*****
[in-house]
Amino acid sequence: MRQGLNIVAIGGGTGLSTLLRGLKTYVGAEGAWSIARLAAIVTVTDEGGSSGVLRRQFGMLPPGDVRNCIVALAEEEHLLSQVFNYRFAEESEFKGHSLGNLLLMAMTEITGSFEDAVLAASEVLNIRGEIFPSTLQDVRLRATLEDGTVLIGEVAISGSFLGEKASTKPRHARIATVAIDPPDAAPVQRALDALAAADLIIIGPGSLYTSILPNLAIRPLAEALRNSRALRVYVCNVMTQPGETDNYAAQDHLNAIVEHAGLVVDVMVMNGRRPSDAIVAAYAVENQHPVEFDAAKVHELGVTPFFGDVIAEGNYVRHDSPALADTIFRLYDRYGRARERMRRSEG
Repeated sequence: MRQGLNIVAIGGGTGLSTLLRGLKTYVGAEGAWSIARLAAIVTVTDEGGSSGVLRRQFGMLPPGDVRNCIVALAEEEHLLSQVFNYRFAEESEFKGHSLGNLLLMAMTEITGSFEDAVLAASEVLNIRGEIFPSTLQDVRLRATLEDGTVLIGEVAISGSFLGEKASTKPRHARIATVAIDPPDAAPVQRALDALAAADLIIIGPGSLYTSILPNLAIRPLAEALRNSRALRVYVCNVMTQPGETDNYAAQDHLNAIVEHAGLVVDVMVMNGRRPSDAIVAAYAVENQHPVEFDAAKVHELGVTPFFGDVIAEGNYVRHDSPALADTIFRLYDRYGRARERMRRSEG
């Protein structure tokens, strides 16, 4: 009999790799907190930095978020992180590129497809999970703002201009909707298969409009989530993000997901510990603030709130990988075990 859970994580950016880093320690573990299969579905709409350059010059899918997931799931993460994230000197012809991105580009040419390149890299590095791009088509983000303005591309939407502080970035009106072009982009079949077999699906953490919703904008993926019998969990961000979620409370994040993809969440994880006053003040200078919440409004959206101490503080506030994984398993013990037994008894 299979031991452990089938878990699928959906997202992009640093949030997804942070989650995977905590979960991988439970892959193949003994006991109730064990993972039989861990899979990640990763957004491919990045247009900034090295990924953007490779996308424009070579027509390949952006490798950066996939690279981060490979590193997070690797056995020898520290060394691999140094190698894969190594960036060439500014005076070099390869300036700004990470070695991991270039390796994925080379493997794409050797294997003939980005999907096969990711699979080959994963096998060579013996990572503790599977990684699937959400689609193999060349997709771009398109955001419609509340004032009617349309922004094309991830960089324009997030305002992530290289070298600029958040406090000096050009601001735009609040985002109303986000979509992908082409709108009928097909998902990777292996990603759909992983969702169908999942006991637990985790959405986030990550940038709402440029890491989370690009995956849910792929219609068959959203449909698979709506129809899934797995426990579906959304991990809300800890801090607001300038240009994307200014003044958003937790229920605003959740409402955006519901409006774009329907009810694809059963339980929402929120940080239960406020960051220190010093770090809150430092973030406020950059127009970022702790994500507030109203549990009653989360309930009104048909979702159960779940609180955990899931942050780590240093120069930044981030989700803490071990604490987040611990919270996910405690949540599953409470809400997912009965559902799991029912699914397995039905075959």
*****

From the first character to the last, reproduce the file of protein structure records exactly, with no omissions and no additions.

[in-house]
Amino acid sequence: MRQGLNIVAIGGGTGLSTLLRGLKTYVGAEGAWSIARLAAIVTVTDEGGSSGVLRRQFGMLPPGDVRNCIVALAEEEHLLSQVFNYRFAEESEFKGHSLGNLLLMAMTEITGSFEDAVLAASEVLNIRGEIFPSTLQDVRLRATLEDGTVLIGEVAISGSFLGEKASTKPRHARIATVAIDPPDAAPVQRALDALAAADLIIIGPGSLYTSILPNLAIRPLAEALRNSRALRVYVCNVMTQPGETDNYAAQDHLNAIVEHAGLVVDVMVMNGRRPSDAIVAAYAVENQHPVEFDAAKVHELGVTPFFGDVIAEGNYVRHDSPALADTIFRLYDRYGRARERMRRSEG
Repeated sequence: MRQGLNIVAIGGGTGLSTLLRGLKTYVGAEGAWSIARLAAIVTVTDEGGSSGVLRRQFGMLPPGDVRNCIVALAEEEHLLSQVFNYRFAEESEFKGHSLGNLLLMAMTEITGSFEDAVLAASEVLNIRGEIFPSTLQDVRLRATLEDGTVLIGEVAISGSFLGEKASTKPRHARIATVAIDPPDAAPVQRALDALAAADLIIIGPGSLYTSILPNLAIRPLAEALRNSRALRVYVCNVMTQPGETDNYAAQDHLNAIVEHAGLVVDVMVMNGRRPSDAIVAAYAVENQHPVEFDAAKVHELGVTPFFGDVIAEGNYVRHDSPALADTIFRLYDRYGRARERMRRSEG
């Protein structure tokens, strides 16, 4: 009999790799907190930095978020992180590129497809999970703002201009909707298969409009989530993000997901510990603030709130990988075990 859970994580950016880093320690573990299969579905709409350059010059899918997931799931993460994230000197012809991105580009040419390149890299590095791009088509983000303005591309939407502080970035009106072009982009079949077999699906953490919703904008993926019998969990961000979620409370994040993809969440994880006053003040200078919440409004959206101490503080506030994984398993013990037994008894 299979031991452990089938878990699928959906997202992009640093949030997804942070989650995977905590979960991988439970892959193949003994006991109730064990993972039989861990899979990640990763957004491919990045247009900034090295990924953007490779996308424009070579027509390949952006490798950066996939690279981060490979590193997070690797056995020898520290060394691999140094190698894969190594960036060439500014005076070099390869300036700004990470070695991991270039390796994925080379493997794409050797294997003939980005999907096969990711699979080959994963096998060579013996990572503790599977990684699937959400689609193999060349997709771009398109955001419609509340004032009617349309922004094309991830960089324009997030305002992530290289070298600029958040406090000096050009601001735009609040985002109303986000979509992908082409709108009928097909998902990777292996990603759909992983969702169908999942006991637990985790959405986030990550940038709402440029890491989370690009995956849910792929219609068959959203449909698979709506129809899934797995426990579906959304991990809300800890801090607001300038240009994307200014003044958003937790229920605003959740409402955006519901409006774009329907009810694809059963339980929402929120940080239960406020960051220190010093770090809150430092973030406020950059127009970022702790994500507030109203549990009653989360309930009104048909979702159960779940609180955990899931942050780590240093120069930044981030989700803490071990604490987040611990919270996910405690949540599953409470809400997912009965559902799991029912699914397995039905075959």